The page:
With the 2013 NBA Draft in the books, now questions will be asked if players were selected at the right spots by the right teams.
The draft was unpredictable from the start with Anthony Bennett, a highly touted freshman from UNLV, going first overall to the Cleveland Cavaliers. Bennett’s selection was surprising to most, although he was one of the players amongst a handful that were in the mix for the top spot.
The most notable surprises were Kentucky’s Nerlens Noel and Kansas’ Ben McLemore, sliding to the sixth and seventh picks respectively. Both were projected as the potential number one pick of the draft and it would have been hard to imagine either falling out of the top three picks.
No worries though, in the era of “The Hater”, Noel can put a bull’s eye on the Cavaliers, Magic, Wizards, Bobcats, and Suns throughout his career. McLemore can add the Pelicans to his list as another team that passed on him.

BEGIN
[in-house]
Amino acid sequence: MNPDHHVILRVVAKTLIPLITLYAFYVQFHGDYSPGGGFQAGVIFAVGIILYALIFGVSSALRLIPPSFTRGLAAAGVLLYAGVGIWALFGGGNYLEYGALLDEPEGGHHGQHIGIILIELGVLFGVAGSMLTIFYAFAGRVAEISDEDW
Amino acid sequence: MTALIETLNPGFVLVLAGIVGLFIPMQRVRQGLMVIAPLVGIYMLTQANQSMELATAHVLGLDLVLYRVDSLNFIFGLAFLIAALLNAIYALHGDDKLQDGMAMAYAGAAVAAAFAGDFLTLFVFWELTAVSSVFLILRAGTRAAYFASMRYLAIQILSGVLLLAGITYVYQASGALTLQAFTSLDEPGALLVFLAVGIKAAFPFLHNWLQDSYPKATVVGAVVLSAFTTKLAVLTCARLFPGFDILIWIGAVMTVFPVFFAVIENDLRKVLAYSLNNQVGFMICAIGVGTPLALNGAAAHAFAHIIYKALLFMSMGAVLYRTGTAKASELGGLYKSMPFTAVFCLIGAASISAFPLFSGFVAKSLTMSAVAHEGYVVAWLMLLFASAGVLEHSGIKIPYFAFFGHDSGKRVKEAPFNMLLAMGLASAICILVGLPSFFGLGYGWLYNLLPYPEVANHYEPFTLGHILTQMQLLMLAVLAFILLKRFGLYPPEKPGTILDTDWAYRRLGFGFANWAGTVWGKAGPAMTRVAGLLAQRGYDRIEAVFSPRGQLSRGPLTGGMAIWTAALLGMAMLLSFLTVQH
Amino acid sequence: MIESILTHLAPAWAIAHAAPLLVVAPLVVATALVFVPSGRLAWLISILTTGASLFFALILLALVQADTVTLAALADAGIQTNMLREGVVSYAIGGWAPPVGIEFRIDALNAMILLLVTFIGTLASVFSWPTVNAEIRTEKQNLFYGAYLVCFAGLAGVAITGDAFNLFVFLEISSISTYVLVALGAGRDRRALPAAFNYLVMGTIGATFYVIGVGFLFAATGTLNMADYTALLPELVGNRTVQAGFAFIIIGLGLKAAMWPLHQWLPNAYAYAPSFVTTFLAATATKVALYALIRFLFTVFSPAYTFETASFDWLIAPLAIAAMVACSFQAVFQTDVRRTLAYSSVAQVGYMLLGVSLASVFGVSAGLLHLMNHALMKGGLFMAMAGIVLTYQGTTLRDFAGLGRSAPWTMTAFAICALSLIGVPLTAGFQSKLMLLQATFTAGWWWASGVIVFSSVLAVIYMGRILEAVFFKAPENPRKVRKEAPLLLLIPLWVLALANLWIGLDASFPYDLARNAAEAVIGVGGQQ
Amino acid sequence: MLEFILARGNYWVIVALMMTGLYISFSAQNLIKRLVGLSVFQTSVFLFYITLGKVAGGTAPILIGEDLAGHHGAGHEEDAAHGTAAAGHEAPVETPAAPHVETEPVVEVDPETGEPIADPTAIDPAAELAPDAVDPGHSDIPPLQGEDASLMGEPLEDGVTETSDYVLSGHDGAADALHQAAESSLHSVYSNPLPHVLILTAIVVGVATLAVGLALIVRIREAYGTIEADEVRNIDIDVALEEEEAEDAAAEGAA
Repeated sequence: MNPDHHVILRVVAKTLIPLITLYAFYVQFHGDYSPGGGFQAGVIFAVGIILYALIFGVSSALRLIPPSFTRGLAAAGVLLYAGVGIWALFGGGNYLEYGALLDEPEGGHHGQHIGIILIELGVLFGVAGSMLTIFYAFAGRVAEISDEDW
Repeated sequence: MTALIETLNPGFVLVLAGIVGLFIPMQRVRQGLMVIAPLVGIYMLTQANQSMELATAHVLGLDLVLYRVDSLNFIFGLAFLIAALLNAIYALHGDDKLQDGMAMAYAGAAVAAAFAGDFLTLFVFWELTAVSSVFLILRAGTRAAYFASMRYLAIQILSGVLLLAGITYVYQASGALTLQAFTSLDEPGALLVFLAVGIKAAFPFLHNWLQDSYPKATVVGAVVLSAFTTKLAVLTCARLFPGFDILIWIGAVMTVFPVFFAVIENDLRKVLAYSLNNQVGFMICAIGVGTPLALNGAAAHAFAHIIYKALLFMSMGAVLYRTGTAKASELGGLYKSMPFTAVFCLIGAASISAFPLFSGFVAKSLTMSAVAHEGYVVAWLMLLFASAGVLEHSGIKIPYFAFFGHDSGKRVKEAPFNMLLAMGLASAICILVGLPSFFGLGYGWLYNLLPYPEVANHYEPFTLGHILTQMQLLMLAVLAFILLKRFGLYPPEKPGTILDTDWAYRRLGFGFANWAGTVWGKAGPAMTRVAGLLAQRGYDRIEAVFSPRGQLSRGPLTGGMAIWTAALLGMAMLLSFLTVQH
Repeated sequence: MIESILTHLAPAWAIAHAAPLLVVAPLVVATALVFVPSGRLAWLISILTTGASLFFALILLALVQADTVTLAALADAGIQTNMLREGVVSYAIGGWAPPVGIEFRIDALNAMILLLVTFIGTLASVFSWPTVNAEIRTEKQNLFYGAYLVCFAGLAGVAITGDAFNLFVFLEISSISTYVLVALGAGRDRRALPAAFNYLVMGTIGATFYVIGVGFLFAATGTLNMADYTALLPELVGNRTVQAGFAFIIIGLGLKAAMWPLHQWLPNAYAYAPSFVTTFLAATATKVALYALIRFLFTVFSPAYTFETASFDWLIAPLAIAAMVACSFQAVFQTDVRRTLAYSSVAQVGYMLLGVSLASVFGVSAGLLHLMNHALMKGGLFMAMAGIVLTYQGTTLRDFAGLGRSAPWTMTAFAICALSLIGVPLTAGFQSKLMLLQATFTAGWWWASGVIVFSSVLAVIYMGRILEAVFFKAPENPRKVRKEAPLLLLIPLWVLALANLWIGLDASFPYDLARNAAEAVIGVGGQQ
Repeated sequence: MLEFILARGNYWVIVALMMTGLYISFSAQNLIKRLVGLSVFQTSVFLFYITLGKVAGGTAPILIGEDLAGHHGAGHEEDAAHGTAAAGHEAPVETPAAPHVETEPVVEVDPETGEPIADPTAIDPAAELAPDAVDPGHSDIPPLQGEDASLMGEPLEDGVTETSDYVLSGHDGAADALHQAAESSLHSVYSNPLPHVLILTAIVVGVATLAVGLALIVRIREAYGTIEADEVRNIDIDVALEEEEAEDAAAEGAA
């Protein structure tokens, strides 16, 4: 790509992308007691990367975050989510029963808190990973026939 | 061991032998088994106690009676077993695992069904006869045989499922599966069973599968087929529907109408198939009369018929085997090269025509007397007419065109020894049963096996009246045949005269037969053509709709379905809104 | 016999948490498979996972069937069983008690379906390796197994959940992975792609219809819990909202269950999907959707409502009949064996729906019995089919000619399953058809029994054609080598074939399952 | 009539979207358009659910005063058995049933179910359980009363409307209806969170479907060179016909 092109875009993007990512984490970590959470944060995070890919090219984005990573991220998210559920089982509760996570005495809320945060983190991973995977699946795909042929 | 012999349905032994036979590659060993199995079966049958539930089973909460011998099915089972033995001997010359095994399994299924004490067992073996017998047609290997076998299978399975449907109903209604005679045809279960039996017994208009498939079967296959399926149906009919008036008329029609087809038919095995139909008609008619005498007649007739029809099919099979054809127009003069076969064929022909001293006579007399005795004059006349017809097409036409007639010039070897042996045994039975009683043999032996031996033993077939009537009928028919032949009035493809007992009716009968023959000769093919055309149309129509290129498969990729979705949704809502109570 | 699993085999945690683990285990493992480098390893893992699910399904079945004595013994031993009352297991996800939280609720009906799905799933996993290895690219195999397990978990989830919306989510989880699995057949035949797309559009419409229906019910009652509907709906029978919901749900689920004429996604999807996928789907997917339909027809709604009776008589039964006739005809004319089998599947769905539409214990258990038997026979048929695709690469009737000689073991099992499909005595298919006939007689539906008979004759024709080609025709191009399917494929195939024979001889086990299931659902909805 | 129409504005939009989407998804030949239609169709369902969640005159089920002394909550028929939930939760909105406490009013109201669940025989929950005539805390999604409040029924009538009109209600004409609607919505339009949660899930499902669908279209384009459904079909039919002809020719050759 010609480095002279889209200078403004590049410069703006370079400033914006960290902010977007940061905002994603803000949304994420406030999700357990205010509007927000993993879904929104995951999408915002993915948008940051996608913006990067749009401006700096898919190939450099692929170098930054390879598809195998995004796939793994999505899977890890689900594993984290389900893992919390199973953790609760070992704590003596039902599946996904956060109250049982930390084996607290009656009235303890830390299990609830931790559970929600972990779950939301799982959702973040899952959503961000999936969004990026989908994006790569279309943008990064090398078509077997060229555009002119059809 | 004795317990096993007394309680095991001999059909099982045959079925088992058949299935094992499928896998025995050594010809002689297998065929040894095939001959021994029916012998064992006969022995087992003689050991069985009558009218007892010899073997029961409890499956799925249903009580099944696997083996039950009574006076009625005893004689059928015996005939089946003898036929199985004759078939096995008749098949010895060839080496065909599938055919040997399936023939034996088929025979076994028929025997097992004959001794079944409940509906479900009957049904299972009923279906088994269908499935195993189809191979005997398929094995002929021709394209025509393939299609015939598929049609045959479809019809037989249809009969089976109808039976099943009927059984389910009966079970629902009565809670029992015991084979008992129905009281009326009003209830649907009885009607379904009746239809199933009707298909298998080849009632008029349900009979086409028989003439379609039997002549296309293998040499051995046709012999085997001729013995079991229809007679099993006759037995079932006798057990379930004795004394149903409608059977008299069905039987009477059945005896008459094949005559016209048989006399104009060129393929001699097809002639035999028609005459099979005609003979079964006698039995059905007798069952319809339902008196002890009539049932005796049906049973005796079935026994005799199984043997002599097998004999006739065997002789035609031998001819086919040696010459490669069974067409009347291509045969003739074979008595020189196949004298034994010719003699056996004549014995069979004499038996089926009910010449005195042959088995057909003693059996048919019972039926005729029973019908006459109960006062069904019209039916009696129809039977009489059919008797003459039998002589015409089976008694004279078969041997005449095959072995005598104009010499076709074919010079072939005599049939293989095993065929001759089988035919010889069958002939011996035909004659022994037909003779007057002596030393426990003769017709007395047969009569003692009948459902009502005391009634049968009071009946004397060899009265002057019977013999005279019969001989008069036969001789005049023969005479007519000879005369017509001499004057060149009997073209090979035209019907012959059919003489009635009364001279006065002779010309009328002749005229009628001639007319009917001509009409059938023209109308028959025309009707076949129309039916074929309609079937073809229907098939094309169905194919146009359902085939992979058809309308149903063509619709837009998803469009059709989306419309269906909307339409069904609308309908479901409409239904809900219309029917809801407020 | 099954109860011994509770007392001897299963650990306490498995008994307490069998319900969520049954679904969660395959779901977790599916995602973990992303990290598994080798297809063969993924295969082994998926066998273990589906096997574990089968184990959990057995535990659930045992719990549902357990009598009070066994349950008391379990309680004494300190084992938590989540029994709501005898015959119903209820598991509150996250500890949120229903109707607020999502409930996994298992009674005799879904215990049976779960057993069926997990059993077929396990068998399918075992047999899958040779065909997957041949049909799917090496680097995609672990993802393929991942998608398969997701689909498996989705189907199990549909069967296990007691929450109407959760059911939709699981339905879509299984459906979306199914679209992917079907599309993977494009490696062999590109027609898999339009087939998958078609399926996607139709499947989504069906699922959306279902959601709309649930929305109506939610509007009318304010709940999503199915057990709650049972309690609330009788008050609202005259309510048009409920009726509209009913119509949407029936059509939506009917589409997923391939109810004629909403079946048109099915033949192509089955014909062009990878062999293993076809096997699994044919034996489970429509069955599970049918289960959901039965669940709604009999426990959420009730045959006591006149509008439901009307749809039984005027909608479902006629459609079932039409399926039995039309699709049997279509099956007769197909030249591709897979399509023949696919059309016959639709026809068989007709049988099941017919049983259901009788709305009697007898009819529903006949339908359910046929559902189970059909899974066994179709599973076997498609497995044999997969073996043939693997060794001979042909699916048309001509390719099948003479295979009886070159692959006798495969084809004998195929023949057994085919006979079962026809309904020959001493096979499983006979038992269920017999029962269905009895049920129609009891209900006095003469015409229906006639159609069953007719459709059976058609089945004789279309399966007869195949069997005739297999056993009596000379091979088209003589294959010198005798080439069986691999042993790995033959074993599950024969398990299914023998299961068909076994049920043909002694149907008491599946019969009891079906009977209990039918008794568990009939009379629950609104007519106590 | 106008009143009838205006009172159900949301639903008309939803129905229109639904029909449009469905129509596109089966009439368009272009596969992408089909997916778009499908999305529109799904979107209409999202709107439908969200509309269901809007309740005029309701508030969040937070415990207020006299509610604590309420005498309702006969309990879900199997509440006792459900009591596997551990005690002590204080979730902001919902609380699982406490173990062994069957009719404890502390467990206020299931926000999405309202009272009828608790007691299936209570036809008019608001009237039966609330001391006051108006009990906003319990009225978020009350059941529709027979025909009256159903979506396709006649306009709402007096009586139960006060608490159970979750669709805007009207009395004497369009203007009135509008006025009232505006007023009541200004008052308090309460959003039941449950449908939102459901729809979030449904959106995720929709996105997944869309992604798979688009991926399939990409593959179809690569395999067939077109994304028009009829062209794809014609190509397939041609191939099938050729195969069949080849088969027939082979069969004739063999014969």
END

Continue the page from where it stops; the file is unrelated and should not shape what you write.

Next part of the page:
Maybe Noel can add New Orleans as well, since the Pelicans drafted him, then subsequently traded him to the 76ers later in the evening.
In the days of multi-million dollar contracts that are guaranteed before players have played even a minute, any motivation is welcome for organizations who draft these players. With players having more exposure on television, radio and social media, they are criticized and ‘hated on’ more than ever before because of their earnings and fame.
This sentiment is 99.9% of the time not fair and most fans do not see the hard work that these select high caliber athletes put in on a day-in and day-out basis. In the age of instant gratification, fans are quick to remember draft busts and want instant production from their newly acquired assets.
Still, if players internalize being passed on the draft as ‘hating’ or use media or fan bashing as a means to play with a chip on their shoulder, surely the players, their organizations, their agents and the hometown fans will all benefit in the long-run.
Let the ‘hating’ commence.
Follow Bert DeSalvo on Twitter @CoachDeSalvo